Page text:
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With the recent chatter about the upcoming demise of the old Ingersoll, Ontario CN station, I felt it appropriate a time to dig up a shot of the structure in somewhat better years.  Even 37 years ago there is not much evidence of activity as a westbound passenger train roars by. The locomotive assigned on this particular move is CN 4423. For some reason I just cannot seem to recall any GP9s of the 4400 series on passenger assignment. For me an unusual sighting on what was one bitter cold January day.
Copyright Notice: This image ©A.W.Mooney all rights reserved.



Caption: With the recent chatter about the upcoming demise of the old Ingersoll, Ontario CN station, I felt it appropriate a time to dig up a shot of the structure in somewhat better years. Even 37 years ago there is not much evidence of activity as a westbound passenger train roars by. The locomotive assigned on this particular move is CN 4423. For some reason I just cannot seem to recall any GP9s of the 4400 series on passenger assignment. For me an unusual sighting on what was one bitter cold January day.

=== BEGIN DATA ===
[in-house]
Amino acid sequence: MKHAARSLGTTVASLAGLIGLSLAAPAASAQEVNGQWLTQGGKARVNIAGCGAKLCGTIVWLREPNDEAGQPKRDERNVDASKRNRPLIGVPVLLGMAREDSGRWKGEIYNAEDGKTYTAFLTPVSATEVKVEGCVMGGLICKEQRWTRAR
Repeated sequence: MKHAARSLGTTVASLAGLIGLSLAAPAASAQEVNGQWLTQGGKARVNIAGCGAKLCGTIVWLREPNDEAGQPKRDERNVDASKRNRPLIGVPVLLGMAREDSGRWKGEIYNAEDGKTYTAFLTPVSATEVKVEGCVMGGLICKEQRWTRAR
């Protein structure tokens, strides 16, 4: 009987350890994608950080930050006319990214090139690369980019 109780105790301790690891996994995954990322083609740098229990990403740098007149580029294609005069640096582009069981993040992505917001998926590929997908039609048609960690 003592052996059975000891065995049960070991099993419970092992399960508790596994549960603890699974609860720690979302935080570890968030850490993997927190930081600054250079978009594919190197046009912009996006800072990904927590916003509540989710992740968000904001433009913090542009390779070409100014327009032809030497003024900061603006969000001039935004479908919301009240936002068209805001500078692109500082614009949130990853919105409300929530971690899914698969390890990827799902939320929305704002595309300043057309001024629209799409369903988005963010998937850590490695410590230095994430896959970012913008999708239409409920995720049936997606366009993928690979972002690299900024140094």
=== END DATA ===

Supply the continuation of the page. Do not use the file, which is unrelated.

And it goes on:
Photographer:
A.W.Mooney [1306] (more) (contact)
Date: 01/13/1982 (search)
Railway: Canadian National (search)
Reporting Marks: CN 4423 (search)
Train Symbol: unknown (search)
Subdivision/SNS: CN Dundas Sub. (search)
City/Town: Ingersoll (search)
Province: Ontario (search)
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Photo ID: 35041

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4 Comments
  1. It’s nice to see images of that station in better days and for some reason that little yellow car adds to the scene.

  2. Thanks for this, Jakob.

  3. A 4400 or 4500 series GP9 would only be assigned to a corridor passenger train in dire straits. They had 65 mph gearing, so they likely weren’t able to keep up with the schedule.

    GP9s 4100-4107 had 89 mph gearing, as well as steam pass-through piping, so they could be anywhere in a passenger power consist. Any freight unit assigned (like 4423) had to be ahead of any units with a steam generator.

  4. Thanks for sharing this.

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